Zach Braff begins by wishing me a hearty "Shalom!"
The American actor-director, well known for his role as Doctor J D in the award-winning television series Scrubs, is in London ahead of making his UK stage debut in his first penned play, the comedy All New People. The work was originally staged in an off-Broadway run last summer without Braff - he explains that he was advised "to sit it out the first time because I was the writer and the play needed to be workshopped and rewritten".
Glad of the advice, he says the experience allowed him to get the play to a place where he felt confident enough to appear in it, even though he will continue to "tweak and work on it".
But will a work that has been performed to an American audience make a smooth transfer to the British stage? Braff is confident. Apart from needing to alter a pop culture reference or two, he says: "The themes are pretty universal; it is a story that could happen in the UK, just as easily as in the US".
Braff plays Charlie, a man in his thirties who has hit rock bottom. Alone, in the depths of winter he escapes to a desolate beach house in Long Beach Island, New Jersey, only to be interrupted by a group of misfits who show up and change his plans. From the synopsis there is little to suggest that it is a plot with jump-off-the-page humour. In fact, he says, that "if you try and talk about some of the issues that are raised in the play, without comedy, it becomes quite maudlin".
But he is attracted to a style of comedy in which drama bubbles underneath. "I think it's how we always dealt with drama in my family, as do a lot of people. I can remember coming home in the limo from my grandmother's funeral, on the way to sit shivah, and someone making a joke and we all just started laughing. I've found that, especially with my family, even the darkest of subject matters or in the most twisted of situations, we always find a way to smile to get through it."
The inspiration to write All New People came after he had gone to visit Long Beach Island in winter to choose a summerhouse to rent for his father. "It was so haunting. There were thousands of houses but not a person in sight, and the whole place was covered in snow. It was this spooky ghost town and I was just so taken with it. I thought this is a powerful setting for a story about loneliness and isolation."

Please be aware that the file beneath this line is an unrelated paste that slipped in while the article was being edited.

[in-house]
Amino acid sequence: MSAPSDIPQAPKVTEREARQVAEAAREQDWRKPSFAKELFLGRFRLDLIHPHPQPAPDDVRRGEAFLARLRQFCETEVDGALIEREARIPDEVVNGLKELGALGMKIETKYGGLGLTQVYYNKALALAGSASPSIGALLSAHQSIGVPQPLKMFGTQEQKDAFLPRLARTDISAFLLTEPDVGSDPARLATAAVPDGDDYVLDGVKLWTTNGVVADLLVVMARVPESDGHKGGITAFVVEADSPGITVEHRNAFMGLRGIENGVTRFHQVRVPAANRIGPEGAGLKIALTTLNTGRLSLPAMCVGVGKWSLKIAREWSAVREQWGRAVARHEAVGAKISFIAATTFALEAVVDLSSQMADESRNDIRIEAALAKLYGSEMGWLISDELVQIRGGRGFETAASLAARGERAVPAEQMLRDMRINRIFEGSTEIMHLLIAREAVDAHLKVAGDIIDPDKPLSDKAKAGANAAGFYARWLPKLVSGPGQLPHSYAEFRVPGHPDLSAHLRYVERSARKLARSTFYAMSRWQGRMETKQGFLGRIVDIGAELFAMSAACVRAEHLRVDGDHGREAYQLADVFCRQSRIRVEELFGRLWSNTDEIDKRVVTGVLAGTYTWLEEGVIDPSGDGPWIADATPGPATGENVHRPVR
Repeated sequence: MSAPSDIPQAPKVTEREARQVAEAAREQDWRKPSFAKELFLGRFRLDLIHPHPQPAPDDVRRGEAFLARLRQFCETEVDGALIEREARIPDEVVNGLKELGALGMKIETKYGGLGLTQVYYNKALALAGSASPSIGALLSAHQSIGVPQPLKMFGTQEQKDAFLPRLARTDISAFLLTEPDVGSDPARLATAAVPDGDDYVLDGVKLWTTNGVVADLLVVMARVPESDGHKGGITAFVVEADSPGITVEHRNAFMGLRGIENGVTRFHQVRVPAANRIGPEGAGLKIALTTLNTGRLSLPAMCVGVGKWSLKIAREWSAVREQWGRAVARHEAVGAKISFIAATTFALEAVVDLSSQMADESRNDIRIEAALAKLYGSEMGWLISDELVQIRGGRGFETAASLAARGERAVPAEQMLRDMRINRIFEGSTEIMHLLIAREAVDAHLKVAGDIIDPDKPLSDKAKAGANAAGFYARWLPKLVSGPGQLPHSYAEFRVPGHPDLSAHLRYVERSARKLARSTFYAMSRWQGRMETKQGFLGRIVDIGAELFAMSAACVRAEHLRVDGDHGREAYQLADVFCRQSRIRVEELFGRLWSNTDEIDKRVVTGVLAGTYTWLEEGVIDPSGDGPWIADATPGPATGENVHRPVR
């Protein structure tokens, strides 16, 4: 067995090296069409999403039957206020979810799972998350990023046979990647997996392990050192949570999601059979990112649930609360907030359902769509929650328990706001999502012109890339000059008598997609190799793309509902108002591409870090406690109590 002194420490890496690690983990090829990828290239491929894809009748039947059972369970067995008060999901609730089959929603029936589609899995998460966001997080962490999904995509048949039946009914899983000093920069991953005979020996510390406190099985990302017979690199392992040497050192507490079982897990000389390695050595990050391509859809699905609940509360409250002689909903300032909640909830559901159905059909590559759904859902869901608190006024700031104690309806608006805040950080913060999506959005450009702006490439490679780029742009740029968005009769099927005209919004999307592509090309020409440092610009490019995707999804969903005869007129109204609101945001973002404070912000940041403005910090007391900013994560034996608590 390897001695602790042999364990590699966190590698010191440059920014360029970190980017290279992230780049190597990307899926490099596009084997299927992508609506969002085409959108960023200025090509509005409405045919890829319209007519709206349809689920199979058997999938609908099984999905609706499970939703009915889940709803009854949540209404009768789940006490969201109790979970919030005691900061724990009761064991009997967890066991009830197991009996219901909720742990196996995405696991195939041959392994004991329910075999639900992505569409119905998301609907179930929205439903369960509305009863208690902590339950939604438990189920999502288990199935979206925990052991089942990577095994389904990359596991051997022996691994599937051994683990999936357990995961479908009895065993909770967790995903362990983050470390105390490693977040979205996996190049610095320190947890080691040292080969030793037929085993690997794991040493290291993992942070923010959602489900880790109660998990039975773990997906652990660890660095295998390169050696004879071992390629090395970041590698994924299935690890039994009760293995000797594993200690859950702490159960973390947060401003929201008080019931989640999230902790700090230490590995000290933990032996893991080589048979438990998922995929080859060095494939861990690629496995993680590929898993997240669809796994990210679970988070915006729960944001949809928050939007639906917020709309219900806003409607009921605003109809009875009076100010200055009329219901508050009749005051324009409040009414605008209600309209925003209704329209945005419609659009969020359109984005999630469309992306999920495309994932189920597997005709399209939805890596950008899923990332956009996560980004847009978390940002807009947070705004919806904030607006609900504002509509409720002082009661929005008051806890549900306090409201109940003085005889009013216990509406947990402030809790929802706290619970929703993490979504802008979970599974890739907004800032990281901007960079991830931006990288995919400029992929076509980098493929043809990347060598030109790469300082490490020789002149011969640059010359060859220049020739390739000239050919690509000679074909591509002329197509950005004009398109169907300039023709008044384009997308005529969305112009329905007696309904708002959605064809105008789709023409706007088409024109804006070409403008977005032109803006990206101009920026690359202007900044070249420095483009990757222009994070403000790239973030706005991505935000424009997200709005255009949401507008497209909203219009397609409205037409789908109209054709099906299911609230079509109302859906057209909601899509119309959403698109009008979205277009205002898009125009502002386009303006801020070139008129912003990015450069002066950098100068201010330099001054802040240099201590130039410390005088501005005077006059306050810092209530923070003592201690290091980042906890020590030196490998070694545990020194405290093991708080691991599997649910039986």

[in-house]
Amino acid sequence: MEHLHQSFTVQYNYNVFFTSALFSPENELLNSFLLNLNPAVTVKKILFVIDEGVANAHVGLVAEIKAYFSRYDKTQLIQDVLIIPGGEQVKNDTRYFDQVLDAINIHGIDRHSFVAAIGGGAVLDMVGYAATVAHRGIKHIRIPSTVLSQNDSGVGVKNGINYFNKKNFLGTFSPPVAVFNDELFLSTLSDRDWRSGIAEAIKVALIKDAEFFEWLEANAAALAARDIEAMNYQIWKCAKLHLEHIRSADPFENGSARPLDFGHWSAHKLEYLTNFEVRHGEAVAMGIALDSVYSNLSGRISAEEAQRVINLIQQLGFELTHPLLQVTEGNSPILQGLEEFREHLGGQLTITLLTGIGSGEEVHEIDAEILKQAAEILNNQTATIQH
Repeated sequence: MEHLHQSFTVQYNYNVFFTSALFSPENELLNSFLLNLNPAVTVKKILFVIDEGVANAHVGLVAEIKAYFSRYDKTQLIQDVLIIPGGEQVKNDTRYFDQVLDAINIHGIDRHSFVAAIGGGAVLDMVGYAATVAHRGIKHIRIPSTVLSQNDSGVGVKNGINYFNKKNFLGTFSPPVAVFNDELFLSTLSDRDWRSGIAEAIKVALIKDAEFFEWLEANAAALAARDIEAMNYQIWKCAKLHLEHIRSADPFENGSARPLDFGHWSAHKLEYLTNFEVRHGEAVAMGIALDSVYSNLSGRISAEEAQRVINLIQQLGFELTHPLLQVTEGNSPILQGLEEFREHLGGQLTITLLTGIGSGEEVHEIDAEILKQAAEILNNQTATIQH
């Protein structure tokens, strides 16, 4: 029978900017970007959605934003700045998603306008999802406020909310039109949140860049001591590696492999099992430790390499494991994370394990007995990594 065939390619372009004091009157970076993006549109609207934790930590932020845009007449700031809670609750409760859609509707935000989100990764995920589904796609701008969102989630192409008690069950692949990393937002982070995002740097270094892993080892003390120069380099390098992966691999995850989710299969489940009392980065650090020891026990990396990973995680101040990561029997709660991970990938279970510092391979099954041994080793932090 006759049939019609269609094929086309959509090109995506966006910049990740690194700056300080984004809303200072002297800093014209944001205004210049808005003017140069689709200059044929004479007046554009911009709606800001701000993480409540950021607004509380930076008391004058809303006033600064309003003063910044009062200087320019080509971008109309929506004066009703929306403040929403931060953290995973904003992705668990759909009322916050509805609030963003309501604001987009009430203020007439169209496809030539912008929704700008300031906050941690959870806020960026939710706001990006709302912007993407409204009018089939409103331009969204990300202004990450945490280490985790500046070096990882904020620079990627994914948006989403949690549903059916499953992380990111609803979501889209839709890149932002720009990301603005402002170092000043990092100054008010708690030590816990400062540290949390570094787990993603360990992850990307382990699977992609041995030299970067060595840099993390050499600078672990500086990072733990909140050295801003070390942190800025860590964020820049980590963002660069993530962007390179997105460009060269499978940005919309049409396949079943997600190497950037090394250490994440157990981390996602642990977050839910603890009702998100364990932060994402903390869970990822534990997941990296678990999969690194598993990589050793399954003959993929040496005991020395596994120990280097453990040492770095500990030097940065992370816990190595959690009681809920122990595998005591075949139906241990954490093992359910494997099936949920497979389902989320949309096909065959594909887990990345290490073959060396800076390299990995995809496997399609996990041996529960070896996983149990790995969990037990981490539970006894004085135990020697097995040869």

An additional influence was the play, God of Carnage, in particular the real-time aspect of it. All New People is 90 minutes long and the events that unfold between the four characters take place in real time.
Braff says there are aspects of Charlie's character that are based on his own. He too has dealt with feelings of isolation, and although Braff has a tight-knit group of friends, "there have been times in my life when - and I'm sure many people can relate to this - being surrounded by lots of people can feel even more lonesome".
In the past he has talked candidly about suffering from depression. Uncertain as to why so many creative people battle with the illness, he quips that he thinks it makes for good art, but then offers a more serious explanation. "Maybe some people's depression comes from a realisation that this life is it. What am I doing with it? Am I using my time wisely? And that's an incredibly intimidating thought process."
Perhaps this is why he ensures that his career is never static. He admits to having a lot of ideas. "I was so blessed to have the TV show for so many years and now I want to explore these ideas and ways of performing that I wasn't able to do before."
As well as acting, Braff has worked as a director, directing episodes of Scrubs, various music videos and the 2004 film Garden State, which he also wrote and starred in. He has been involved in other film projects such as Chicken Little and The Last Kiss, and recently filmed Oz, a prequel to The Wizard of Oz. After the play, he says, his main goal for this year is to direct another film - a project he is hoping to secure during his stay in the UK.
But it is writing that he describes as being "by far the most challenging. Mostly because acting and directing involve collaborating with people, whereas writing is so isolating. For someone who battles with feelings of loneliness it means sitting in an empty room, staring at the wall, at a blank screen. But when I do create something that I'm proud of, it brings me a lot of pleasure."
He explains that where he "relates to being Jewish the most - because I am not very religious - is through humour and comedy". Judaism has been influential in shaping characters he has played or written. Raised on a comic diet of Woody Allen, Neil Simon and Jackie Mason, he says: "I think that when I write, the star is a sort of secular Jew, one who identifies with something culturally Jewish, which, for me, is humour".
He jokingly refers to himself as a "nerdy Jewish kid" and says that as a child he had little interest in sport but loved performing. "I used my humour and my writing to make people laugh. I needed friends, not through being the handsome quarter-back on the football team, but rather by being the funny, wacky class clown."
This is the first time he has lived in London, although he has visited the city as a tourist. "I love walking the streets and I love theatre in the West End. Nothing moves me more than a great play and I have such reverence for the performers here. There's such unbelievable talent," he enthuses.
Braff joins a host of other Hollywood stars that have come to tread the boards in the West End. Although intimidating, he says: "It's such an honour. I have dreamed of doing a play in the West End for many years, but I never dreamed it would be my own."